Table 1 of Cassidy et al 2019. Categories of fallacious descriptions of 'statistical significance'

The meaning of ‘statistical significance’ and of p-values

A 2019 paper in the Advances in Methods and Practices in Psychological Science found that most psychology textbooks, instructors, and students misinterpret ‘statistical significance’ and p values. Talk about a headline! More important than the headline, however, are the right interpretations and what we can do to correct widespread misinterpretations. In this post, I explain the authors’ findings and the three solutions they propose.

The Bad News

Turns out 89% of introductory psychology textbooks described statistical significance incorrectly (Cassidy et al. 2019). So did 100% of psychology undergraduates, 80% of methodology instructors, and 90% of scientific psychologists (Haller & Kraus 2002). Yikes!

So what’s the right description of a p-value?

The Meaning of ‘Statistical Significance’ & P-value

Can the meaning of ‘statistical significance’ be derived from its parts, ‘statistical’ and ‘significance’? No. It’s more technical than that. So what’s the technical definition?

Here’s a jargony definition of “statistically significant” (e.g., p < 0.05):

Assuming that the null hypothesis is true and the study is repeated an infinite number times by drawing random samples from the same populations(s), less than 5% of these results will be more extreme than the current result

Cassidy and colleagues’ adaption of Klein 2013, p. 75

In other words, a p-value is the probability of observing something at least that extreme in the data if the null hypothesis were true.

This makes sense of why smaller p-values are seen as reasons to reject null hypotheses. Small p-values suggest that the probability of observing the corresponding outcome would be low if the null hypothesis were true.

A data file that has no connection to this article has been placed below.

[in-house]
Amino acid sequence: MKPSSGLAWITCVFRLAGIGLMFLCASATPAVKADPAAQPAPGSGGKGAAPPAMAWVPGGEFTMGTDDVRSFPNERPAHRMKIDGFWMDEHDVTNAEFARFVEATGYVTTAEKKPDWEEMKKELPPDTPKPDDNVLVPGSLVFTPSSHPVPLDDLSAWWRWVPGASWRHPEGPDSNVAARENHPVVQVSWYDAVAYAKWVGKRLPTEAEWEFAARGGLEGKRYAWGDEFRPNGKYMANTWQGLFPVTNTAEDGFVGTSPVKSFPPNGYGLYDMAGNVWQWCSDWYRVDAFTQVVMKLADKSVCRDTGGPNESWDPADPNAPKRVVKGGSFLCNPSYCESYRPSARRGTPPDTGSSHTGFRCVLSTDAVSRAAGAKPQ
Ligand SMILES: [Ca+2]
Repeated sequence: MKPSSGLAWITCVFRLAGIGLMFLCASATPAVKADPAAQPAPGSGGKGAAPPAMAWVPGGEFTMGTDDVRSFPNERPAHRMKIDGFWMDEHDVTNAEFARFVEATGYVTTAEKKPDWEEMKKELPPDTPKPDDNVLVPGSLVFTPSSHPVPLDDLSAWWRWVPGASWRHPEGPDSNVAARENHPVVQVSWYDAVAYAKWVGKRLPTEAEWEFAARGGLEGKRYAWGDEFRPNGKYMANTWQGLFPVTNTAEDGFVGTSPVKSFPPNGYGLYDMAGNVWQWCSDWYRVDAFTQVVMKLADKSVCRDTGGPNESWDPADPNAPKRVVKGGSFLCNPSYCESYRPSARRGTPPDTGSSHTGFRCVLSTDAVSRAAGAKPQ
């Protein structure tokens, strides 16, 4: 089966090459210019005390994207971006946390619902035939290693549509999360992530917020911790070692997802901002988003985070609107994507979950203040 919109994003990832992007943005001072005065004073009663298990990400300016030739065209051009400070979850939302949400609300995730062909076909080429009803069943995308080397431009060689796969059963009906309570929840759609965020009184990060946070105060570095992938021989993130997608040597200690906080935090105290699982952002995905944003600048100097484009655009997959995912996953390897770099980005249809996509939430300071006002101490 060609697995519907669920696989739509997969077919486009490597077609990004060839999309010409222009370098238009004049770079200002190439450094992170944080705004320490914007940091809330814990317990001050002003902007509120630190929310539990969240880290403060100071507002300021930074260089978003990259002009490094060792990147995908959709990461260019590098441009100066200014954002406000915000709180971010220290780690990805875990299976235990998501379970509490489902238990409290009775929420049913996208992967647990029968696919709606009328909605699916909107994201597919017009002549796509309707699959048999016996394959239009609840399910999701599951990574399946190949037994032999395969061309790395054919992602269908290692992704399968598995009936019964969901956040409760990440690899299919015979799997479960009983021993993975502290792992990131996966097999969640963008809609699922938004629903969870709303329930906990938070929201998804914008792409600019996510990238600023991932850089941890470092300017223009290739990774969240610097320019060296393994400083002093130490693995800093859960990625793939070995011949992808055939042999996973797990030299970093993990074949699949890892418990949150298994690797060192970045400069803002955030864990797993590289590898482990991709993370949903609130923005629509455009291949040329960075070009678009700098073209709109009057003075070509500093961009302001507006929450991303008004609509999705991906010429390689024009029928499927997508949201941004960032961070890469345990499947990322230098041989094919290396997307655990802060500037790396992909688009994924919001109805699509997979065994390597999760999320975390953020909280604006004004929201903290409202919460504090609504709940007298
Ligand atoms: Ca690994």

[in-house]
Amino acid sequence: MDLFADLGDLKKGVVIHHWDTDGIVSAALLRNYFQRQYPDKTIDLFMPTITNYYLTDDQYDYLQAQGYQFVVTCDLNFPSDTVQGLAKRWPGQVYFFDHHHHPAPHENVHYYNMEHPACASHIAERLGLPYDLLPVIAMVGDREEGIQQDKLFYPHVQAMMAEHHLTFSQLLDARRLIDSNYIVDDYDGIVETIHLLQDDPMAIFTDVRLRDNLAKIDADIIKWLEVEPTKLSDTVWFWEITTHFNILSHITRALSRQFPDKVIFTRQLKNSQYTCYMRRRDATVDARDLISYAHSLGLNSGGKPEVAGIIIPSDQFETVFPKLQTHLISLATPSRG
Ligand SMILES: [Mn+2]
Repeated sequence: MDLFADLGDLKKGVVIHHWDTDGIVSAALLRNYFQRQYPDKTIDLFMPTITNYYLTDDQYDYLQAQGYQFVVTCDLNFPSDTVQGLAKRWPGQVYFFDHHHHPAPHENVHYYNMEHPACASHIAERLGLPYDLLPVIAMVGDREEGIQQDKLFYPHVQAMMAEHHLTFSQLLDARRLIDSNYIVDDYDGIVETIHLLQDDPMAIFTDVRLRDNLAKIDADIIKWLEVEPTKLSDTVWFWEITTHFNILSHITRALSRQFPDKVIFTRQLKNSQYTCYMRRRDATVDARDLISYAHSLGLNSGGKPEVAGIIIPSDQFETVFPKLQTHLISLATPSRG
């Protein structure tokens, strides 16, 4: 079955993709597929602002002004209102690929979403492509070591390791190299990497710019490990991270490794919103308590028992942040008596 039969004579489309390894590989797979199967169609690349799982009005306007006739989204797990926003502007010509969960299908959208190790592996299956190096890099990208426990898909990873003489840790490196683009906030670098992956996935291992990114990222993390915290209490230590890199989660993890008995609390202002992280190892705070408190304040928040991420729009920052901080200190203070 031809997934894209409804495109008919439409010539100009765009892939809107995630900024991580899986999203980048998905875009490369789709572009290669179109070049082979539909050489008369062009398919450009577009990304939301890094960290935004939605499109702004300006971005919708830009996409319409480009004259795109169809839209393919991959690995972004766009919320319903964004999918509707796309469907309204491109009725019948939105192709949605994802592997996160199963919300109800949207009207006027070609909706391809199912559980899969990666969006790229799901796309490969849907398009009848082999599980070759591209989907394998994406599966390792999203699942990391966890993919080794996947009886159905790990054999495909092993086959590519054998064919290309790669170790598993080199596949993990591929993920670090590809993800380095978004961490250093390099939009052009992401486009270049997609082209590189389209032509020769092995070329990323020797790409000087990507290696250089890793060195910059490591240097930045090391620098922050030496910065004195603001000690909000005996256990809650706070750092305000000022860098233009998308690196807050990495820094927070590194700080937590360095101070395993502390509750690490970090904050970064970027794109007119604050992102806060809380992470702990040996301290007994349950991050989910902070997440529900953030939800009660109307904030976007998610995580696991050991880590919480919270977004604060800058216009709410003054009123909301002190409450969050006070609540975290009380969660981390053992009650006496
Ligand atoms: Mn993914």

It may be tempting to infer more than this from a p-value, especially if it’s smaller than conventional thresholds (e.g., 0.05). However, you might want to read to the end to save yourself from drawing an embarrassing conclusion.

P-value & Statistical Significance Fallacies

How do the correct descriptions of ‘statistical significance’ and p-values above differ from what we get from textbooks, methodological instructors, scientists, and their students?

Below are 8 categories of “fallacious” descriptions from Cassidy and colleagues’ Table 1 (2019). The 1st, 5th, and 6th fallacies are the ones I hear most often.

What Can You Do About It?

Now that you see how widespread the misunderstanding is and how simple the correct definition is, what should you do? Cassidy et al. give the following tips:

  • Fix the textbooks.
  • Remove discussions of the term from books.
  • Use their free teaching materials on the Open Science Framework:

In addition to trying to spread the news in this post, I also teach about p-values in the probability section of my Logic course. If you’re not sure what you can do, you could share this post with someone you think might be interested in it.

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Nick Byrd

Nick is a cognitive scientist at Florida State University studying reasoning, wellbeing, and willpower. Check out his blog at